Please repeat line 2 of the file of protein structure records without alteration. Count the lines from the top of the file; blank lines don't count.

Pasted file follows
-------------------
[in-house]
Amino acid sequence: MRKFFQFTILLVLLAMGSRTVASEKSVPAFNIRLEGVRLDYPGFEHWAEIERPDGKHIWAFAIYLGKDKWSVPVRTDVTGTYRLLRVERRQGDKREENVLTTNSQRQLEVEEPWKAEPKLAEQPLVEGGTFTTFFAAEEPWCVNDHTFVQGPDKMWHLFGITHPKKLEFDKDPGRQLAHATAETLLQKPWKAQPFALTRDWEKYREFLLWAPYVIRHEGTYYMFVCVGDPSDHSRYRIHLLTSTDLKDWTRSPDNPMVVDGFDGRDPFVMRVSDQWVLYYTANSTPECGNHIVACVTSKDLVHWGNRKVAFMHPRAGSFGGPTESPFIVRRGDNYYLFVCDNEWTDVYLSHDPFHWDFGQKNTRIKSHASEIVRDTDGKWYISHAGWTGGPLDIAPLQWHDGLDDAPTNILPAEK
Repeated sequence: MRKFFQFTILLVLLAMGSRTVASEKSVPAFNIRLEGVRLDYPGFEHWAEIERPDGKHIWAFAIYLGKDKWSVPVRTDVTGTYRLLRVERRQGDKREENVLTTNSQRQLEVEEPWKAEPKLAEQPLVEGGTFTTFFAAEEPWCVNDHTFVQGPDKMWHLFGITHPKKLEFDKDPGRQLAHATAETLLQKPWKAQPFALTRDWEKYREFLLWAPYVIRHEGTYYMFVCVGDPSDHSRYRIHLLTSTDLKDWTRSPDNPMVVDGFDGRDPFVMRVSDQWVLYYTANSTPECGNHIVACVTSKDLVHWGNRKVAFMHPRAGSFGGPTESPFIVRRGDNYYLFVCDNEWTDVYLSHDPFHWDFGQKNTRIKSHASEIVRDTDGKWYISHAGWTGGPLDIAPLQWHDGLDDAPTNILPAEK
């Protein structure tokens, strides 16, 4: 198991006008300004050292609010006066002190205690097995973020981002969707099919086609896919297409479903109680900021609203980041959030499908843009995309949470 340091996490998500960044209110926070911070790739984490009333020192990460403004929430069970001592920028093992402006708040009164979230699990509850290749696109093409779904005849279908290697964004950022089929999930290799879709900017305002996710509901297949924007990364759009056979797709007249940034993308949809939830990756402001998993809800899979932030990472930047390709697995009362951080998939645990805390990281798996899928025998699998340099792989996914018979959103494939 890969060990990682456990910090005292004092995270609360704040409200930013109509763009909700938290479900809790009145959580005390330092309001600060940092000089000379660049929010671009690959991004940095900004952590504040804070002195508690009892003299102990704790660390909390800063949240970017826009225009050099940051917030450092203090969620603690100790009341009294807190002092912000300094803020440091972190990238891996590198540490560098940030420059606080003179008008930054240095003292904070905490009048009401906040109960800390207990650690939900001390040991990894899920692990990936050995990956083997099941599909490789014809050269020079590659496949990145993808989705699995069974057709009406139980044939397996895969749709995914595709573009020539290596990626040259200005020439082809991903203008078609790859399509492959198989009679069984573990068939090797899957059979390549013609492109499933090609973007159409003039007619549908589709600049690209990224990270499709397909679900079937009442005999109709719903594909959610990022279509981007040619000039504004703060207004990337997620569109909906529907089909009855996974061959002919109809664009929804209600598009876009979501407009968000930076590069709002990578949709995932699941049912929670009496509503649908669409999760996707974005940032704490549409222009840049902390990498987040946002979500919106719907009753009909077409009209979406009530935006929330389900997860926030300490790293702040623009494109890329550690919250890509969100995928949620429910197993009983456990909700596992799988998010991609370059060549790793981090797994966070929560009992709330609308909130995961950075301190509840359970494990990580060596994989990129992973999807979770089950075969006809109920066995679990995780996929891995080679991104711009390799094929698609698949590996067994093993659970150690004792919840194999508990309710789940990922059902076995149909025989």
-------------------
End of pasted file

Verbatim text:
Amino acid sequence: MRKFFQFTILLVLLAMGSRTVASEKSVPAFNIRLEGVRLDYPGFEHWAEIERPDGKHIWAFAIYLGKDKWSVPVRTDVTGTYRLLRVERRQGDKREENVLTTNSQRQLEVEEPWKAEPKLAEQPLVEGGTFTTFFAAEEPWCVNDHTFVQGPDKMWHLFGITHPKKLEFDKDPGRQLAHATAETLLQKPWKAQPFALTRDWEKYREFLLWAPYVIRHEGTYYMFVCVGDPSDHSRYRIHLLTSTDLKDWTRSPDNPMVVDGFDGRDPFVMRVSDQWVLYYTANSTPECGNHIVACVTSKDLVHWGNRKVAFMHPRAGSFGGPTESPFIVRRGDNYYLFVCDNEWTDVYLSHDPFHWDFGQKNTRIKSHASEIVRDTDGKWYISHAGWTGGPLDIAPLQWHDGLDDAPTNILPAEK